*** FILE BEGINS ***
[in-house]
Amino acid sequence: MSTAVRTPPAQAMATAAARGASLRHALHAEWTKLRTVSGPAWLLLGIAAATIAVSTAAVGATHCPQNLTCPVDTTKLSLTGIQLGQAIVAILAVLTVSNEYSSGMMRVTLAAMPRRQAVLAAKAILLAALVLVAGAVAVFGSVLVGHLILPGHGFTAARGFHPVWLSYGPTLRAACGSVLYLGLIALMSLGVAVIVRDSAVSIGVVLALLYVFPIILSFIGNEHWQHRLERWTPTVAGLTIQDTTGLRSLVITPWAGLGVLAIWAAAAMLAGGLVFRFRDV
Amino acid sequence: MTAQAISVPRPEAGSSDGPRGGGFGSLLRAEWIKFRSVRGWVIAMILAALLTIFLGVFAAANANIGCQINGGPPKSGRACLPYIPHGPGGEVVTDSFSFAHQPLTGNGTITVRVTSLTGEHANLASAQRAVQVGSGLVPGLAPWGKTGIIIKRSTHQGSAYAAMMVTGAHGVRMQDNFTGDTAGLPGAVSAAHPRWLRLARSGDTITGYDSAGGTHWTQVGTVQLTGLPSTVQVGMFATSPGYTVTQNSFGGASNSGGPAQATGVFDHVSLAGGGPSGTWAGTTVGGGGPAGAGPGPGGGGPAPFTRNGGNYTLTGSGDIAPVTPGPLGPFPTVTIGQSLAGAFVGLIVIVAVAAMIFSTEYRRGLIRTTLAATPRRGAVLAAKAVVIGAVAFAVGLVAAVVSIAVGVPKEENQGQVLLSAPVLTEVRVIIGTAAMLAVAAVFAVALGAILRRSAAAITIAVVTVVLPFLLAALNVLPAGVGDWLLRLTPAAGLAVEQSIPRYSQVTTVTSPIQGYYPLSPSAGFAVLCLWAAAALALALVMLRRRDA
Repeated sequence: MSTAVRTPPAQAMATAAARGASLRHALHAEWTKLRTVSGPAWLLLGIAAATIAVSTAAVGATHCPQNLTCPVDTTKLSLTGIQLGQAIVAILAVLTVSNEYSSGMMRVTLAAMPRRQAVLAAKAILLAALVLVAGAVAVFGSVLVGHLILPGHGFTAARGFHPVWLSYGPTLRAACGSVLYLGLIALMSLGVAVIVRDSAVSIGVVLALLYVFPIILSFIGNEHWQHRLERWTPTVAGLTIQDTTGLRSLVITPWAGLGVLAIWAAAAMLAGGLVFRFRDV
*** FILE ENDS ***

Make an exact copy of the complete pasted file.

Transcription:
[in-house]
Amino acid sequence: MSTAVRTPPAQAMATAAARGASLRHALHAEWTKLRTVSGPAWLLLGIAAATIAVSTAAVGATHCPQNLTCPVDTTKLSLTGIQLGQAIVAILAVLTVSNEYSSGMMRVTLAAMPRRQAVLAAKAILLAALVLVAGAVAVFGSVLVGHLILPGHGFTAARGFHPVWLSYGPTLRAACGSVLYLGLIALMSLGVAVIVRDSAVSIGVVLALLYVFPIILSFIGNEHWQHRLERWTPTVAGLTIQDTTGLRSLVITPWAGLGVLAIWAAAAMLAGGLVFRFRDV
Amino acid sequence: MTAQAISVPRPEAGSSDGPRGGGFGSLLRAEWIKFRSVRGWVIAMILAALLTIFLGVFAAANANIGCQINGGPPKSGRACLPYIPHGPGGEVVTDSFSFAHQPLTGNGTITVRVTSLTGEHANLASAQRAVQVGSGLVPGLAPWGKTGIIIKRSTHQGSAYAAMMVTGAHGVRMQDNFTGDTAGLPGAVSAAHPRWLRLARSGDTITGYDSAGGTHWTQVGTVQLTGLPSTVQVGMFATSPGYTVTQNSFGGASNSGGPAQATGVFDHVSLAGGGPSGTWAGTTVGGGGPAGAGPGPGGGGPAPFTRNGGNYTLTGSGDIAPVTPGPLGPFPTVTIGQSLAGAFVGLIVIVAVAAMIFSTEYRRGLIRTTLAATPRRGAVLAAKAVVIGAVAFAVGLVAAVVSIAVGVPKEENQGQVLLSAPVLTEVRVIIGTAAMLAVAAVFAVALGAILRRSAAAITIAVVTVVLPFLLAALNVLPAGVGDWLLRLTPAAGLAVEQSIPRYSQVTTVTSPIQGYYPLSPSAGFAVLCLWAAAALALALVMLRRRDA
Repeated sequence: MSTAVRTPPAQAMATAAARGASLRHALHAEWTKLRTVSGPAWLLLGIAAATIAVSTAAVGATHCPQNLTCPVDTTKLSLTGIQLGQAIVAILAVLTVSNEYSSGMMRVTLAAMPRRQAVLAAKAILLAALVLVAGAVAVFGSVLVGHLILPGHGFTAARGFHPVWLSYGPTLRAACGSVLYLGLIALMSLGVAVIVRDSAVSIGVVLALLYVFPIILSFIGNEHWQHRLERWTPTVAGLTIQDTTGLRSLVITPWAGLGVLAIWAAAAMLAGGLVFRFRDV